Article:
Generally, we know water has begun to boil when bubbles begin forming on the surface. To most, this is proof the water has boiled, but those bubbles doesn't always have to exist. Researchers at Northwestern University went ahead and boiled some bubble-free water.
This isn't the first time the effect has been achieved, but it is a new way. It's based on the Leidenfrost effect, which you can easily observe when you drop water into an extremely hot frying pan. The water skitters about in small droplets, never forming into a puddle.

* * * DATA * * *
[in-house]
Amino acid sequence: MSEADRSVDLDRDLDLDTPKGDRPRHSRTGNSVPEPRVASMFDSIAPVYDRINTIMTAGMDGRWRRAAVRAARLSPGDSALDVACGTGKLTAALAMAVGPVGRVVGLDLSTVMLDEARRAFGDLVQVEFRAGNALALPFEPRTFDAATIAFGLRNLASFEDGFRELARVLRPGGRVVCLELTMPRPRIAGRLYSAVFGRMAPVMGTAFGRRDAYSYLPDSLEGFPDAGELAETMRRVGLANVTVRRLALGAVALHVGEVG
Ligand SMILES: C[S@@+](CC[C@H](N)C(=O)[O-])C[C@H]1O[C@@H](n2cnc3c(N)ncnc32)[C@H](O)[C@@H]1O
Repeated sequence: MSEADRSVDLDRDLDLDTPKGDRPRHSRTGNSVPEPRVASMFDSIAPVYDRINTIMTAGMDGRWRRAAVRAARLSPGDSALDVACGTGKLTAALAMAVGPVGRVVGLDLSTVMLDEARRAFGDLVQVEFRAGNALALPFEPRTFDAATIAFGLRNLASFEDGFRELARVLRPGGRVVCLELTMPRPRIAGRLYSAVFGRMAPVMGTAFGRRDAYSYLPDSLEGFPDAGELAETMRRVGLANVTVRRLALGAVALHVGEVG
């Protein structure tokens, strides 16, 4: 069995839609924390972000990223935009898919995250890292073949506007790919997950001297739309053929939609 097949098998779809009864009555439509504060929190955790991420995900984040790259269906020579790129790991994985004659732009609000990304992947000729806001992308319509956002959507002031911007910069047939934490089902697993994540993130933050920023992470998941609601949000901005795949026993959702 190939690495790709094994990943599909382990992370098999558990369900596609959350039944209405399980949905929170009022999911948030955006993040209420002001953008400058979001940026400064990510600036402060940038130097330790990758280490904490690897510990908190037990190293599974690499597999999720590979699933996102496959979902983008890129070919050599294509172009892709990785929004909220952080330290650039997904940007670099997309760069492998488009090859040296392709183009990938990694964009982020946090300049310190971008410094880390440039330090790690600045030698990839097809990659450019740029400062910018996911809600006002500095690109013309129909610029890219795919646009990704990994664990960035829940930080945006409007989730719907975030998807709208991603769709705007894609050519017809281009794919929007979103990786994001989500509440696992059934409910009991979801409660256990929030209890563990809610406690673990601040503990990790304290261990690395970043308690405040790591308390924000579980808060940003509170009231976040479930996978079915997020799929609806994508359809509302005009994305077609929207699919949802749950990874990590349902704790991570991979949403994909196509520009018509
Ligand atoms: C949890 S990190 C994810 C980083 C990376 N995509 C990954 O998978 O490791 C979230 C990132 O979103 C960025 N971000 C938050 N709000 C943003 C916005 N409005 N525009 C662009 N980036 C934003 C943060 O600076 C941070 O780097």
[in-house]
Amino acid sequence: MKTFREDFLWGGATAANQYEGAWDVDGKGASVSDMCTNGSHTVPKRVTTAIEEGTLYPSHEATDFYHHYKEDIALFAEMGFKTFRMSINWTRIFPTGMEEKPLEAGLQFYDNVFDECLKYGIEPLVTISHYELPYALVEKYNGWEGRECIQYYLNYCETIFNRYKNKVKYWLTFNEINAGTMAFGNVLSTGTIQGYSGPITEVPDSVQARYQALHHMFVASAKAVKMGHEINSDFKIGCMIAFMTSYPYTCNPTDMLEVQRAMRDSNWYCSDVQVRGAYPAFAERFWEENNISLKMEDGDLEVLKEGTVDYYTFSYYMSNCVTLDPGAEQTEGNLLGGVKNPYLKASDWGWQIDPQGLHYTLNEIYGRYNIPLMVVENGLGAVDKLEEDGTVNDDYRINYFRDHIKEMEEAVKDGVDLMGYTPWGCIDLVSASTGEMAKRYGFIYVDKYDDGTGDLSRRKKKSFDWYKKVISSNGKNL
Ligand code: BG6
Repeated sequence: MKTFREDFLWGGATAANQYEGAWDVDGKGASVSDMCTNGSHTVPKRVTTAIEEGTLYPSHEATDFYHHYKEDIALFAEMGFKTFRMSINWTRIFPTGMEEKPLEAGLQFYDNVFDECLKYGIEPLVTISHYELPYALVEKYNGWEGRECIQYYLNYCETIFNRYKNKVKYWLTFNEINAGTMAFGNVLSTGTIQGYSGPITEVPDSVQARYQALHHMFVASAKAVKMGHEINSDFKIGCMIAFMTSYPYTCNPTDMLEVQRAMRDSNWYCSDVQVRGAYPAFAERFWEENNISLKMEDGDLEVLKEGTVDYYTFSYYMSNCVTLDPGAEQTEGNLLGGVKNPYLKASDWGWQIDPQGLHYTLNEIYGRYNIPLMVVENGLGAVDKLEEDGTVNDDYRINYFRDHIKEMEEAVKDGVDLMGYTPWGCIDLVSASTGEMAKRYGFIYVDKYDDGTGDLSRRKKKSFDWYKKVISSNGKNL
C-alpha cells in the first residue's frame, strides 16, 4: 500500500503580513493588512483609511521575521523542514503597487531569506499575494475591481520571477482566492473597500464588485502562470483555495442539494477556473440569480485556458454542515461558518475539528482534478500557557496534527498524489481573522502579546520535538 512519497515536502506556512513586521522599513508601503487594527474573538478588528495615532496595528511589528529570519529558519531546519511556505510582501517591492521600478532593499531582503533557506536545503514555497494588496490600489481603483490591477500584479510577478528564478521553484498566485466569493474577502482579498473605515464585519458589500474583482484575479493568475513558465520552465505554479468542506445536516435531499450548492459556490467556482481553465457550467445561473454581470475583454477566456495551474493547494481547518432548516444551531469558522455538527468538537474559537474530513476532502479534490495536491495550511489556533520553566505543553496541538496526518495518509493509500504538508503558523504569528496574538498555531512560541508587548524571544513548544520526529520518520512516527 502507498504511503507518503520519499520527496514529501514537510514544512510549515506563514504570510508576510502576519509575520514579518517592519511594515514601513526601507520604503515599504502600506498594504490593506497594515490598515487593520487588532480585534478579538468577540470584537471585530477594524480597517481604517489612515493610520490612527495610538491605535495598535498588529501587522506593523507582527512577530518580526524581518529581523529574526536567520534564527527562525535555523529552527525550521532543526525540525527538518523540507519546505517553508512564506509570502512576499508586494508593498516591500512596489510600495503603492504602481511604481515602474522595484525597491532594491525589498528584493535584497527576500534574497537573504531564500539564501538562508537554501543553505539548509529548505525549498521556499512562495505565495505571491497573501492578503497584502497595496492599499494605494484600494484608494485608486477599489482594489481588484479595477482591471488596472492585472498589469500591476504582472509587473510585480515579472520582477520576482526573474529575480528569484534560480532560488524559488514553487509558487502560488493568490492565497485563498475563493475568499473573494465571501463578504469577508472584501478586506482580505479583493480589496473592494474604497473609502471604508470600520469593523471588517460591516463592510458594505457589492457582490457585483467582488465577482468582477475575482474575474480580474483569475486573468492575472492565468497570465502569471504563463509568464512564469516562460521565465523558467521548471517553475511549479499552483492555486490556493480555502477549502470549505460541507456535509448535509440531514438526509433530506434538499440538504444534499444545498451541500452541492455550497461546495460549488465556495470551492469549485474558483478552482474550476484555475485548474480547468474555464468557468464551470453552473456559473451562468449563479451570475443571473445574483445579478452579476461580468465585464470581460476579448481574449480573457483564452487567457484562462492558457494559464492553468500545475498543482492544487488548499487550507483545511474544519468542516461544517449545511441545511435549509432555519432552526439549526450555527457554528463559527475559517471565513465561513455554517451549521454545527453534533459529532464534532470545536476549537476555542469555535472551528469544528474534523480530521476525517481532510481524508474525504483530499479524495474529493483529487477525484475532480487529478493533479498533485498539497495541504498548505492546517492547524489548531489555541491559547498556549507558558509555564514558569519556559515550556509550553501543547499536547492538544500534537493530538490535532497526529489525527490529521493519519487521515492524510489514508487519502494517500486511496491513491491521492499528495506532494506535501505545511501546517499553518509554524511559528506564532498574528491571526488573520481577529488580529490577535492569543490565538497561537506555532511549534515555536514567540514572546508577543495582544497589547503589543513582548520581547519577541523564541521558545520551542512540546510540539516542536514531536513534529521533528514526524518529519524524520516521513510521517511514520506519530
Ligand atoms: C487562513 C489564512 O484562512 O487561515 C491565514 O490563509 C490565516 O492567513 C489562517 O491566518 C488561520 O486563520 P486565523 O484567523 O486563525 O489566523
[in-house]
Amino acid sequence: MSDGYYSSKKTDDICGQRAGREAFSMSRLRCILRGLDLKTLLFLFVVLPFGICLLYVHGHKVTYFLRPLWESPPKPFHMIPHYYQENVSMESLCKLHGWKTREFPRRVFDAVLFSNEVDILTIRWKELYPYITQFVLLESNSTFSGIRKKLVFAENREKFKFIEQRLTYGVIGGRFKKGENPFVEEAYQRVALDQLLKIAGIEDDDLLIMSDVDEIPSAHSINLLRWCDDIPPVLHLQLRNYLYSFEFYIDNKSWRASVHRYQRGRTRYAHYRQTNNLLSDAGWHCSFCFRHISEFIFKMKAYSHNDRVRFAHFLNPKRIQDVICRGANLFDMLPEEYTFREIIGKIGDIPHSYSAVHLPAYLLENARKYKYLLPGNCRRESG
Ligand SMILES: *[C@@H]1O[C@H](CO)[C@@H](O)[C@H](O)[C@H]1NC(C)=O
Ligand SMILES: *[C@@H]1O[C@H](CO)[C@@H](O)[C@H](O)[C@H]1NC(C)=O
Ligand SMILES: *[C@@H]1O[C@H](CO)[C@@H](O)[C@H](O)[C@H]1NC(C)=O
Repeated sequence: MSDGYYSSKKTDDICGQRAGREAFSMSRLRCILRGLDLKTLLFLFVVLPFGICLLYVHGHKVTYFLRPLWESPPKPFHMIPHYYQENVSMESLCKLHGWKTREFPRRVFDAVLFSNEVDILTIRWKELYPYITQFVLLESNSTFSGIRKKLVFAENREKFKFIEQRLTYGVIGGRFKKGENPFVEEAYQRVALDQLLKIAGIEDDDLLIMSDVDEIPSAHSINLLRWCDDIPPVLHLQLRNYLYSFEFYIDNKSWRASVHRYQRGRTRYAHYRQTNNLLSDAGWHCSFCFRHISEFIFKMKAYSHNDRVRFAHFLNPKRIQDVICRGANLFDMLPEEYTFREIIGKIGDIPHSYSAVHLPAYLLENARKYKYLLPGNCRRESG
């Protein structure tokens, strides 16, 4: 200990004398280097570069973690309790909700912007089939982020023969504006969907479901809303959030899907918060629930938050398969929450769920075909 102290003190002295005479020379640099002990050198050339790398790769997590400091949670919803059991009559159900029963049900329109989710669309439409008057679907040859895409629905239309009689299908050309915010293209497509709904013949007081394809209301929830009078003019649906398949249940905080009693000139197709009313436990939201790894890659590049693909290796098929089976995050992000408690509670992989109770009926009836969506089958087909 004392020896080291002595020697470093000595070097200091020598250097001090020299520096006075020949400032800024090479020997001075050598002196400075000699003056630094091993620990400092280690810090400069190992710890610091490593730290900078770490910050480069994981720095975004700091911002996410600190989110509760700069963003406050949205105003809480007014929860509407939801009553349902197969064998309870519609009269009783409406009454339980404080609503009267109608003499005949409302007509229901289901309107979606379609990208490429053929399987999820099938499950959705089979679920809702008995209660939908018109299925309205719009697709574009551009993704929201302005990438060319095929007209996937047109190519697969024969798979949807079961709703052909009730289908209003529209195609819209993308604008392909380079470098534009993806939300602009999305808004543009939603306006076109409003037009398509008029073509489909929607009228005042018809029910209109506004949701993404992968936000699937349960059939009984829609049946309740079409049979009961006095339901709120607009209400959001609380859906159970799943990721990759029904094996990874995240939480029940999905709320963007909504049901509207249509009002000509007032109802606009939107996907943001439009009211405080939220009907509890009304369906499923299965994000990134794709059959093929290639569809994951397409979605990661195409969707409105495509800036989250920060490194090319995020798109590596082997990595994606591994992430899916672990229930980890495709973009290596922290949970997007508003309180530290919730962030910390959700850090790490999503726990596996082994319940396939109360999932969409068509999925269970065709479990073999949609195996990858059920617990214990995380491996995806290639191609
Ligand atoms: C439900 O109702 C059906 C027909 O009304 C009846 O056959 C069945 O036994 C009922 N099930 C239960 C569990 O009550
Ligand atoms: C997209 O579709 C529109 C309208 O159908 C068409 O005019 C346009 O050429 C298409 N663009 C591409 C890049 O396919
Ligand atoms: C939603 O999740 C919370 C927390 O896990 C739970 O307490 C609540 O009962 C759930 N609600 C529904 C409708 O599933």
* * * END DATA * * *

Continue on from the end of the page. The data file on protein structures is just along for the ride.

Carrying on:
Researchers at Northwestern covered steel balls with a nanoparticle-based coating giving them a rough texture, heated them to 400 degrees Celsius and dunked them in already-hot water.
The water didn't bubble against the balls. Instead, hot vapor filled the grooves of the rough coating, and the water around it, though boiling, was completely undisturbed.
This could be helpful in chemical and nuclear plants, where liquid water touching hot metal could cause explosions.